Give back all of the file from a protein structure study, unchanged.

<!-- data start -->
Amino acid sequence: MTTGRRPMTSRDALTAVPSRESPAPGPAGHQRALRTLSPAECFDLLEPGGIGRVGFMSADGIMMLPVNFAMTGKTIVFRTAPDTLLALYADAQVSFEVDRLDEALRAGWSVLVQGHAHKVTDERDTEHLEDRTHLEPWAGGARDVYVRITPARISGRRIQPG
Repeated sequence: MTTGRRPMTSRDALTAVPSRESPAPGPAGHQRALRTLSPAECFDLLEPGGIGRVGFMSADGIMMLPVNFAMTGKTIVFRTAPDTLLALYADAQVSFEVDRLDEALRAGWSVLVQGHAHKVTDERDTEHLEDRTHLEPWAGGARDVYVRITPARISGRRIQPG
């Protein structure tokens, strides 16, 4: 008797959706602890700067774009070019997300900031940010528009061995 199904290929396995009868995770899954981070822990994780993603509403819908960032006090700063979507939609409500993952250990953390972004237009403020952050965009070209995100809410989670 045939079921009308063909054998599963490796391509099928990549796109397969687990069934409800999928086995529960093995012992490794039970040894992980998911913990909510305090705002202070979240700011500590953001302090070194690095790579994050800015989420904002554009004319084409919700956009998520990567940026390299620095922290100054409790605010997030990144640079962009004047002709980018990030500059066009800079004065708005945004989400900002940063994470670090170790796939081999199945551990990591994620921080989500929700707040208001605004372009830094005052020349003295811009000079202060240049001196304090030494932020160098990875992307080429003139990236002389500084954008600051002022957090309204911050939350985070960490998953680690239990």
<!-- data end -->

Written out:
Amino acid sequence: MTTGRRPMTSRDALTAVPSRESPAPGPAGHQRALRTLSPAECFDLLEPGGIGRVGFMSADGIMMLPVNFAMTGKTIVFRTAPDTLLALYADAQVSFEVDRLDEALRAGWSVLVQGHAHKVTDERDTEHLEDRTHLEPWAGGARDVYVRITPARISGRRIQPG
Repeated sequence: MTTGRRPMTSRDALTAVPSRESPAPGPAGHQRALRTLSPAECFDLLEPGGIGRVGFMSADGIMMLPVNFAMTGKTIVFRTAPDTLLALYADAQVSFEVDRLDEALRAGWSVLVQGHAHKVTDERDTEHLEDRTHLEPWAGGARDVYVRITPARISGRRIQPG
């Protein structure tokens, strides 16, 4: 008797959706602890700067774009070019997300900031940010528009061995 199904290929396995009868995770899954981070822990994780993603509403819908960032006090700063979507939609409500993952250990953390972004237009403020952050965009070209995100809410989670 045939079921009308063909054998599963490796391509099928990549796109397969687990069934409800999928086995529960093995012992490794039970040894992980998911913990909510305090705002202070979240700011500590953001302090070194690095790579994050800015989420904002554009004319084409919700956009998520990567940026390299620095922290100054409790605010997030990144640079962009004047002709980018990030500059066009800079004065708005945004989400900002940063994470670090170790796939081999199945551990990591994620921080989500929700707040208001605004372009830094005052020349003295811009000079202060240049001196304090030494932020160098990875992307080429003139990236002389500084954008600051002022957090309204911050939350985070960490998953680690239990």